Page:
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Some questions regarding pleated trousers - Page 2

post #16 of 28
Thread Starter 
Actually, I like my trousers a bit on the short side, since they're cut rather slim: I let the trouser bottoms lightly sit on my shoe. Given that I'm 5' 4", waist 30", I think this looks better on me than having the regular, wider trousers, especially for lighter fabrics. I think I'll go back and see how the trousers move with cuffs, then compare them with ones I already have without, as per Carlo's recommendation.
post #17 of 28
Photo looks like Sir Samuel Hoare
post #18 of 28
Thierry, excellent call. Did you see this in a book or possibly see the other post on the Forum in which I previously posted it? The caption reads:
Quote:
Sir Samuel Hoare, 30 August 1938. The Foreign Office look with black Homburg hat, rolled umbrella and a super smart three-piece lounge suit, as crisply tailored as could be. The striped shirt has appeared with a white collar which 50 years later is still considered smart. The front crease in trousers was well established in 1938, but Sir Samuel scorns turn-ups, although the man behind him has them. The British were still regarded as the best-dressed men in the world, at the top of society. (From de Marly, Fashion For Men, 1985)
For some reason I knew it was in the thirties but looking at the picture without the book I couldn't believe it. 1938 anyway. And yes, it does appear he has buttoned his bottom button up and is looking a bit less than perfect while descending stairs. However I imagine while standing on level ground his jacket would not pull.
post #19 of 28
I just wanted to note that I disagree with the earlier post about the box pleat--I think that pleat makes a pair of pants look too casual for a suit. Much better for odd trousers. One choice you need to make is forward vs. reverse pleating. Typically I think of forward pleating as being a bit more casual. Gordon Gecko was big on the forward pleat. Most of what you find on suits is the reverse pleat these days.
post #20 of 28
All of my suits have a single forward facing pleat and I think that the positioning recommended by your tailor seems sound. If the suit is made from a pin- or chalk-striped material, then I would suggest that you don't get cuffs on the trousers (unless the jacket sleeves are also cuffed).
post #21 of 28
I am a big advocate of the single forward pleat. It sharply defines the leg. And it looks different from the reverse pleat that is worn by the majority of men. As for the picture of the suit worn by, "Sir Samuel", I have such a suit. I love it.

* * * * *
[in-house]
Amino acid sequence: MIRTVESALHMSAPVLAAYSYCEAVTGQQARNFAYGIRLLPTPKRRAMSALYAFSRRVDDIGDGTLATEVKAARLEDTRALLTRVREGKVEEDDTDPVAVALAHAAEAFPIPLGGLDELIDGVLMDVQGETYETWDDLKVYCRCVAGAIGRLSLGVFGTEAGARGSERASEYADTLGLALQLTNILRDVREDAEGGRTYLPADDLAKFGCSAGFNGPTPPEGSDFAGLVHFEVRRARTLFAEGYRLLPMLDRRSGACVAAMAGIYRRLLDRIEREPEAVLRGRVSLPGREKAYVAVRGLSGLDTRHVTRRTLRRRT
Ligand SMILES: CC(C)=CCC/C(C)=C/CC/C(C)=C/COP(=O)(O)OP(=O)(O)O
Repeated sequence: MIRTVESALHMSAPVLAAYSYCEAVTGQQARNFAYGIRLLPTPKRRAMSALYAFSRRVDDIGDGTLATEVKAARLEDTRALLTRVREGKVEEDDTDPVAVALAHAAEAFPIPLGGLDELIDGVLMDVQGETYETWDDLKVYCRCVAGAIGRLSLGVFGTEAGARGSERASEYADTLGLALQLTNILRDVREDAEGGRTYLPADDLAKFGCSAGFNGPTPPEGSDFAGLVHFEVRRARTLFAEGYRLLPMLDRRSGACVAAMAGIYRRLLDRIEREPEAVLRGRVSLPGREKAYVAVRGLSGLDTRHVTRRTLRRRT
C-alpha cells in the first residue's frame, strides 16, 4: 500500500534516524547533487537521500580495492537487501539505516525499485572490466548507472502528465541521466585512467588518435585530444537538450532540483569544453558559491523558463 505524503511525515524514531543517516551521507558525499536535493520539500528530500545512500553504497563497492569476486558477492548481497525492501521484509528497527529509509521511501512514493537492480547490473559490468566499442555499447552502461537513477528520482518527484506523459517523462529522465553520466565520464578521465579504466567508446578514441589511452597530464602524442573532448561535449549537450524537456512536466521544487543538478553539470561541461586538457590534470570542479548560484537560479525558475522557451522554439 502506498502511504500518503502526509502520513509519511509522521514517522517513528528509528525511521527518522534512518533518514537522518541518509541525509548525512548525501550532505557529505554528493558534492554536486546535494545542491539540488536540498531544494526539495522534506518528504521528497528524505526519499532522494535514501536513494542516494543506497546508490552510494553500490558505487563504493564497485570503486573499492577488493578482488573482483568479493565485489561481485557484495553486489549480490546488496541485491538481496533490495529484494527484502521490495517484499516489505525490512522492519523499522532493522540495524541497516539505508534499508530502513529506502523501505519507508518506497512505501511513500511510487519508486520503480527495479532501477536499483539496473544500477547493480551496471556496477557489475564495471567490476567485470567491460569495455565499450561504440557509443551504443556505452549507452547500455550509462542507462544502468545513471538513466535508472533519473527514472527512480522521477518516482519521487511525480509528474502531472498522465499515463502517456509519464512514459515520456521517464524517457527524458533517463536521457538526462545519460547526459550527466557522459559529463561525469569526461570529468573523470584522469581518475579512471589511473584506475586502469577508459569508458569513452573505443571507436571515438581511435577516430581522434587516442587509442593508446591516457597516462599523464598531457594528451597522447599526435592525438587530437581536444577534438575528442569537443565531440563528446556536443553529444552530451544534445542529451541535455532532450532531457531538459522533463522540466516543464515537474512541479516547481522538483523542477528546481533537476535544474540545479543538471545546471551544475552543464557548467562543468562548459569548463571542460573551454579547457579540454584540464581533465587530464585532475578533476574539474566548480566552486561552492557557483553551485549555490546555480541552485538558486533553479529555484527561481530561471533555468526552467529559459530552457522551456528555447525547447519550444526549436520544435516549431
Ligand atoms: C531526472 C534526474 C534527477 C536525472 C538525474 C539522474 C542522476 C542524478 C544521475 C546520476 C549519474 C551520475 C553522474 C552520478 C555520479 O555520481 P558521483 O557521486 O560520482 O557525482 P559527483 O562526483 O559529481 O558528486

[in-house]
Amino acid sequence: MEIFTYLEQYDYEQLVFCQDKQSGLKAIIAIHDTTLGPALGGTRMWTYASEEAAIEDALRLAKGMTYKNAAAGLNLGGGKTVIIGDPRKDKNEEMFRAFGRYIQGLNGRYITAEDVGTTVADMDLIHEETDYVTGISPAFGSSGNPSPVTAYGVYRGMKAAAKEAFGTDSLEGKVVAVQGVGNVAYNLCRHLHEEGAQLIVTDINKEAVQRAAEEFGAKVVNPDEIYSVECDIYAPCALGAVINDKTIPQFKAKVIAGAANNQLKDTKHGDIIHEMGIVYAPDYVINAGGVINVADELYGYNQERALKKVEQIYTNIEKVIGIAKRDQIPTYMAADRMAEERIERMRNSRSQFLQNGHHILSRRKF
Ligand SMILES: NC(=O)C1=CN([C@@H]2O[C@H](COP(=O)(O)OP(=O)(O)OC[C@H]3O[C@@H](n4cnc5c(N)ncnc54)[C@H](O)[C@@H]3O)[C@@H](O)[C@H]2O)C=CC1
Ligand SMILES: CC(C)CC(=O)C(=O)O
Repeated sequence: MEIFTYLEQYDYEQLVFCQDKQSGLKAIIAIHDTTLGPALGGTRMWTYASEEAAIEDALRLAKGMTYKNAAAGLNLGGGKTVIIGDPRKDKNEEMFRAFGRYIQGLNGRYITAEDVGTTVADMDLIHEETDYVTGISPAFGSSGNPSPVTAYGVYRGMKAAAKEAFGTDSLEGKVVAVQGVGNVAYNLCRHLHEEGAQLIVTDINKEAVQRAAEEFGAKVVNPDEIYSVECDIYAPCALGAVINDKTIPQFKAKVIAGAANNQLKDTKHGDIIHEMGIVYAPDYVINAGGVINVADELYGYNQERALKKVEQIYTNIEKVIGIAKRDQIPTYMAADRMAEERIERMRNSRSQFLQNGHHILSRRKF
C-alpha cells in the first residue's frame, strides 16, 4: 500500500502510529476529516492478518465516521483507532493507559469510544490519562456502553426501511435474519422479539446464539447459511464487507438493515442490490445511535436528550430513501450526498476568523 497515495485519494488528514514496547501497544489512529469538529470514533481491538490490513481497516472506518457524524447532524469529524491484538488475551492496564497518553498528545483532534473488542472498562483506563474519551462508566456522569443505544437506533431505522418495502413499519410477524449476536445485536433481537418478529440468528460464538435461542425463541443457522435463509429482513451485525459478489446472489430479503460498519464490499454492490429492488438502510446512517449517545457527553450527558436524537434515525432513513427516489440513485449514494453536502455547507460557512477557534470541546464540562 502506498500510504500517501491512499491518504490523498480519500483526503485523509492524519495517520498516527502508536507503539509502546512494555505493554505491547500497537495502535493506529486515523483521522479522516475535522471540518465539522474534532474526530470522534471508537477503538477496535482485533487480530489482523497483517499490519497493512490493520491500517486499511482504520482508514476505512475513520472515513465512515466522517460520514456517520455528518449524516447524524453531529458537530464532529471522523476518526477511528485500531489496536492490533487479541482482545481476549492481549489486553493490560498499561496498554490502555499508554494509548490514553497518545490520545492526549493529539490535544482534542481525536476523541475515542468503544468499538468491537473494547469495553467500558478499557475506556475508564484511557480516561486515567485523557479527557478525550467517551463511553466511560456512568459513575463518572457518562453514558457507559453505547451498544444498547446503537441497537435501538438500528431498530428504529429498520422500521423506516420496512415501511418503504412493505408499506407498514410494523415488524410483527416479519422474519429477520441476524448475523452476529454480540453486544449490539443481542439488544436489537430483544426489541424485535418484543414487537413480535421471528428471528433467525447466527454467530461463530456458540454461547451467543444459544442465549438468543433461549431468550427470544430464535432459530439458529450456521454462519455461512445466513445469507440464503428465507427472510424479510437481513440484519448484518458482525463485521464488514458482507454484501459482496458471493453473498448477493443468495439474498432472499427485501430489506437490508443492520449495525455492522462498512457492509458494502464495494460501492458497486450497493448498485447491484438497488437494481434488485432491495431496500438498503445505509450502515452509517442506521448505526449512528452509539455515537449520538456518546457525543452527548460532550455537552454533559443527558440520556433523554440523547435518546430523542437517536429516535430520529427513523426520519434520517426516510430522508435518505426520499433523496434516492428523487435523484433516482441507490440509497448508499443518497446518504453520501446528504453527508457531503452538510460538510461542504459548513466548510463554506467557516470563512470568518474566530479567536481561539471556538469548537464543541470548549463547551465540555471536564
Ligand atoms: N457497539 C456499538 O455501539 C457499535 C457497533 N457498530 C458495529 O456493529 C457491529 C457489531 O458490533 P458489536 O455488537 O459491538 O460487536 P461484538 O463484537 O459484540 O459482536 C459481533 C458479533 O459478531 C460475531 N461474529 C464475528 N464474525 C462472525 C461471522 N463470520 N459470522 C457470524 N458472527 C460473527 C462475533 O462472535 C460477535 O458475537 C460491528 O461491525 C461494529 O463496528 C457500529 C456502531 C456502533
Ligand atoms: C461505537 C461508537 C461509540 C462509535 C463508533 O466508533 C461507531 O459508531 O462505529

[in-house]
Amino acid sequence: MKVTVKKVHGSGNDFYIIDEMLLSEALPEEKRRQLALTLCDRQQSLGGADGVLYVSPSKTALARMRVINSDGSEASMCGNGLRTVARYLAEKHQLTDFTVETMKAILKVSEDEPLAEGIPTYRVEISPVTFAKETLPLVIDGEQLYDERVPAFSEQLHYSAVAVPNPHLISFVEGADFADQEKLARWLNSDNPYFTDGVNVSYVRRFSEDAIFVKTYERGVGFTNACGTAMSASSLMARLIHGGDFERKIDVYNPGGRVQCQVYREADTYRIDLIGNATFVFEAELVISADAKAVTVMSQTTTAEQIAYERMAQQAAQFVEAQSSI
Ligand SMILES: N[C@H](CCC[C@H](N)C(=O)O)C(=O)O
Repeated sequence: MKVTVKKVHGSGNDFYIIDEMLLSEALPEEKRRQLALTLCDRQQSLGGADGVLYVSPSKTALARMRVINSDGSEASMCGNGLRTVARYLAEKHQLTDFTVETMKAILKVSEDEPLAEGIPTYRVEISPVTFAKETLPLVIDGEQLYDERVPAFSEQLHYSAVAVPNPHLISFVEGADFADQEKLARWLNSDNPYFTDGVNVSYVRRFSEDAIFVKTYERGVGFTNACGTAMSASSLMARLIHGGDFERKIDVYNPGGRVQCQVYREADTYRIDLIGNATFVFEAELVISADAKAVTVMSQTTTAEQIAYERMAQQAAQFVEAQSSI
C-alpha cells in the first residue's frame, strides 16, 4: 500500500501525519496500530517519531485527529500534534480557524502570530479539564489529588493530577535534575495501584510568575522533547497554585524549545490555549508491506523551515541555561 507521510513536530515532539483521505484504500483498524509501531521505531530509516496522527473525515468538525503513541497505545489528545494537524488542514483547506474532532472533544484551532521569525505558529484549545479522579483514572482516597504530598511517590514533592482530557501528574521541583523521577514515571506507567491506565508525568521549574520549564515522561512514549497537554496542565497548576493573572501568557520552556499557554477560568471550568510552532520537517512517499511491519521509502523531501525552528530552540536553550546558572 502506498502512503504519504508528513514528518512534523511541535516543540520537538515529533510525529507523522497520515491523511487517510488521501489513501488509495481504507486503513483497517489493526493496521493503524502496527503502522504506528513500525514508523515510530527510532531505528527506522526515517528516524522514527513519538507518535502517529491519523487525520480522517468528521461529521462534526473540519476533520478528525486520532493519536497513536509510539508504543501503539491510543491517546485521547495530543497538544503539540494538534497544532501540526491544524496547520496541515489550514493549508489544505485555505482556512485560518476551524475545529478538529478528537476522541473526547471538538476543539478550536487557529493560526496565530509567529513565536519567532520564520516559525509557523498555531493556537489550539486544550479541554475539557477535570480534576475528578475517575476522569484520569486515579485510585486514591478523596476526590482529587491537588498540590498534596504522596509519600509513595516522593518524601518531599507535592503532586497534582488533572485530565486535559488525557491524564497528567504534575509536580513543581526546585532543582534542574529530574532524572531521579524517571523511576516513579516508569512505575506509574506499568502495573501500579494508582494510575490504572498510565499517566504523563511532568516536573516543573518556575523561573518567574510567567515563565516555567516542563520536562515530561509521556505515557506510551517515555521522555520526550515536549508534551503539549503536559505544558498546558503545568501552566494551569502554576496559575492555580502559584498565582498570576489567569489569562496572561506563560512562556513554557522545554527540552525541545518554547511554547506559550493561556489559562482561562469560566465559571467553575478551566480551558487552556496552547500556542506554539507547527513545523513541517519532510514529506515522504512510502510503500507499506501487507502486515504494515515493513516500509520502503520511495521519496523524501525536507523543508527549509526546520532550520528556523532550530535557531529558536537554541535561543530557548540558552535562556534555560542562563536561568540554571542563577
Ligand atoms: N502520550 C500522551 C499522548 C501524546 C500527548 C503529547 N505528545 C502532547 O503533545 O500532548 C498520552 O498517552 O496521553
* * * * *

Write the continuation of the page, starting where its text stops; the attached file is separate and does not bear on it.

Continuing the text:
post #22 of 28
Thread Starter 
This picture will be all the excuse I need to get a three-button suit with peaked lapels. MPS: Why do you discourage cuffs on striped trousers?
post #23 of 28
Regarding the photo of Sir Samuel The cut of the armhole and shoulder lead me to think this is a deriviative of the Scholte school or Scholte himself. The arm hole is cut very high, tight and egg shaped. The shoulder slopes from a high collar to raise up a little at the sleevehead (the so called "pagoda" shoulder.) The buttoning point is perfect. The pulling in the forward lower quarters of the jacket, as Samuel descends the stairs, indicates that the jacket is ventless. The use of peaked lapels on an SB was fashionable at the time. though it is not one of my favorites, especially with a ticket pocket. Quite a mish mash of styles. It seems he has the two bottom buttons attached for some reason, so its hard to assess the quality of the lapels that seem to lack dimension, ie sufficient roll and width. They are pretty banale. I'll take the shoulder and arm hole cut and leave the rest. Cheers
post #24 of 28
I'll agree with Spalla on this one, although I really like peaked lapels on a S-B. The jacket seems very well fitted through the shoulder and arms, but it seems to be strangely both too tight (at the waist) and too baggy (at the chest) through the torso. I'm also not a fan of the ticket pocket. It seems like an unnecessary contrivance.
post #25 of 28
Just to add to the Sir Samuel issue. Look at this webpage http://www.lib.cam.ac.uk/MSS/Templewood/ Pinstriped trousers with a peaked-laped SB. And the two buttons are done up, pulling the fabric tight across his waist. Looks like he ate too much, or liked his coats so tight that he couldn't do up both buttons (not that one is supposed to, but the option is nice). But back to the pleats debate: can a tailor who is an absolute expert in trousers cut a flat-fronted pair which are comfortable to sit in? Not that I think FFs are uncomfortable, but the utilitarian argument for pleats has always been the 'confortable when sitting' argument, which sounds good, but considering that coats can be cut so that they needn't be unbottoned when sitting or whatever, I wonder if a good tailor can cut a confortable FF. But then the question is 'but does it look good when I stand?'
post #26 of 28
Well, based on that photo I'd definitely revoke my nomination for style icon. That looks really bad. And I agree the fit of the suit in the first photo is not perfect either. Mainly I liked the 3-button/SB/peak and the fit of the pants that could slice a tin can and then a tomato. Well... maybe not. But it convinced me about cuffless suit pants.
post #27 of 28
The General asks if FF trousers can be comfortable when sitting. The answer is yes, very comfortable...provided that they contain some variant of "elasticine".
post #28 of 28
Another option is stretch weaves of natural fibers. I saw some wool woven with a super high twist in the "width" direction so that it stretched as much as clothes I have with 3-5% lycra in them. Perhaps some of our fabric experts can chime in on this and explain better than I have but I am sure it would make for a more comfortable suit in every direction and look good too.
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